Problem is, I don’t know if what’s on the site is merely lip service, and the “persona” of Honest as a formula company will be closer to the PopSugar representation. I really, really hope that Gavigan was just misquoted.
Regardless, when I posted about this new formula on the FFF Facebook page, all hell broke loose. Some echoed Gavigan’s feelings about currently available commercial formulas, saying that what was available was “garbage”. Others understandably balked at this suggestion. Feelings were hurt, insults were hurled, and I ended up turning off the computer and watching Law & Order SVU because it was less frightening.
(**This is what we’ve come to. We’re so reactive, because we’ve been forced to live in fear, under this heavy, smelly cloud of judgment. It puts us in bad moods, makes us jumpy and defensive, and who can blame us? You spend too much time under a smelly cloud, and you start to kind of stink, too. I know I do.** )
So where do I stand on this new product? First, it doesn’t matter what I think. It’s not my baby. It’s yours. And what mattered to me when I was choosing formula doesn’t have anything to do with what matters to you. My kids couldn’t tolerate anything but expensive hypoallergenics, and I was so relieved to have a way to feed them that allowed them not to starve or bleed from their GI tract that I wouldn’t have cared if the ingredients came from the seventh layer of hell. If organic, hexane-free formula is important to parents, then I damn well want to see organic, hexane-free formulas on the market. We should have more options, overall. That doesn’t mean formulas differ in how they will nourish your baby – they all meet the same nutritional standards and your baby will grow well on all of them, unless s/he has a special need/allergy/intolerance that necessitates a specialty formula. But there’s enough “noise” out there when it comes to our food (not that I condone or agree with this noise, but that’s not really here nor there) to make any new parent anxious, and when you’re already feeling anxious about not breastfeeding, the last thing you need is more anxiety.
One more thing I want to address, in this convoluted post: On Twitter, a lot of pediatricians I respect and who have fair, balanced perspective on formula use, surprised me with their reaction to this new formula. I share their skepticism on the marketing claims, but I worry about this attitude of “no formula will ever match breastmilk, so why even try?” That’s fatalist and scientifically pessimistic. There is always room for improvement. This may mean more options, better safety protocols, more transparency from the formula companies And yeah, someday, it might mean making a formula that is even closer to breastmilk, at least in terms of certain specific aspects of human milk that we could potentially recreate in a lab. It’s not outside the realm of possibility.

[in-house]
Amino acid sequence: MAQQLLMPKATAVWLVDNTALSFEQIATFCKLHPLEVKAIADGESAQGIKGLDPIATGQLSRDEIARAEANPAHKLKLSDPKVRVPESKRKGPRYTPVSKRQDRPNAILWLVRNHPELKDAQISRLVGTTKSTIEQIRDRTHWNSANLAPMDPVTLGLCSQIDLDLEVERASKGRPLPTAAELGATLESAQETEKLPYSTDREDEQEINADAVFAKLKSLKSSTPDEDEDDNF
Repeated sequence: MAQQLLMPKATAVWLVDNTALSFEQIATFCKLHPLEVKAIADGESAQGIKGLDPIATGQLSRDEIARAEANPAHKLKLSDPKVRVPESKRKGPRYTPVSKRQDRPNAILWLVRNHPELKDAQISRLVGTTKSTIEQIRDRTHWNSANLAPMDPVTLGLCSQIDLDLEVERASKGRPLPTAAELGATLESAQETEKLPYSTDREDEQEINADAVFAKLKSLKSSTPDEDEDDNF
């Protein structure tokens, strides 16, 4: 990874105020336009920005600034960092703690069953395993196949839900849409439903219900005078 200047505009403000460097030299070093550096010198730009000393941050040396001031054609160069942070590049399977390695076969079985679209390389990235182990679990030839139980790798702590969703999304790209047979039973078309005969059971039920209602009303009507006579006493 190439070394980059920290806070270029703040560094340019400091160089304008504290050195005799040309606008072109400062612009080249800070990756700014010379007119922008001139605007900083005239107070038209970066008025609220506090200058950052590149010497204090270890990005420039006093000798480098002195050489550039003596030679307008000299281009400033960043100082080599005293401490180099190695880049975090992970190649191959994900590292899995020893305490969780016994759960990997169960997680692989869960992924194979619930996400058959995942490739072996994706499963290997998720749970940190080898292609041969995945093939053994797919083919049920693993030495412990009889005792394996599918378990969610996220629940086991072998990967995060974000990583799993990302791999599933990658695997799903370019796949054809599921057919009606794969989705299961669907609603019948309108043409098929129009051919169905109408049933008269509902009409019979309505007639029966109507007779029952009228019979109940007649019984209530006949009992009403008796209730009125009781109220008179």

Sometimes, I think that our desire to promote breastfeeding denies us the opportunity to do better for our population as a whole. As Gavigan rightly points out, many parents use formula. That will not change, at least not in our lifetimes. Throughout history, babies have been fed with drinks and foods other than breastmilk, much earlier than the currently advised 6-month mark. Providing the healthiest alternative possible should be a major goal. Dismissing formulas as “all the same” translates to “all junk” in the hyper-alert minds of loving parents. That’s not the message we should be sending, and more importantly, it’s not true.
Here is what it comes down to: No formula is “better” than another, nor is any parent “better” than another. We make choices; sometimes those choices are made for us, for financial or health reasons. The beauty of having options is that we feel we can exert some control over our babies’ health. The downside of having options is that we feel pressured to make choices that can exert control over our babies’ health. And it gets even more complicated, because no one can agree on what is “healthy” half the time. Depending on whether you read Food Babe or Grounded Parents, your definition will vary.
But here’s what it also comes down to: We can’t confuse innovation, marketing and development within an industry with the politics of infant feeding at large. It’s the difference between arguing whether parabens should be in skin care products, and proclaiming that no one should be using anything but water and olive oil to clean their faces in the first place. It’s telling a car company that they shouldn’t be talking about their safety ratings, but rather encouraging people to walk.
It’s good to talk about these things. And no one should feel they have to sugarcoat or keep mum about issues that concern them. But if we could all just be realistic, be wary, and be kind, it would make for a much more palatable and productive discussion.
Honestly. It’s that easy.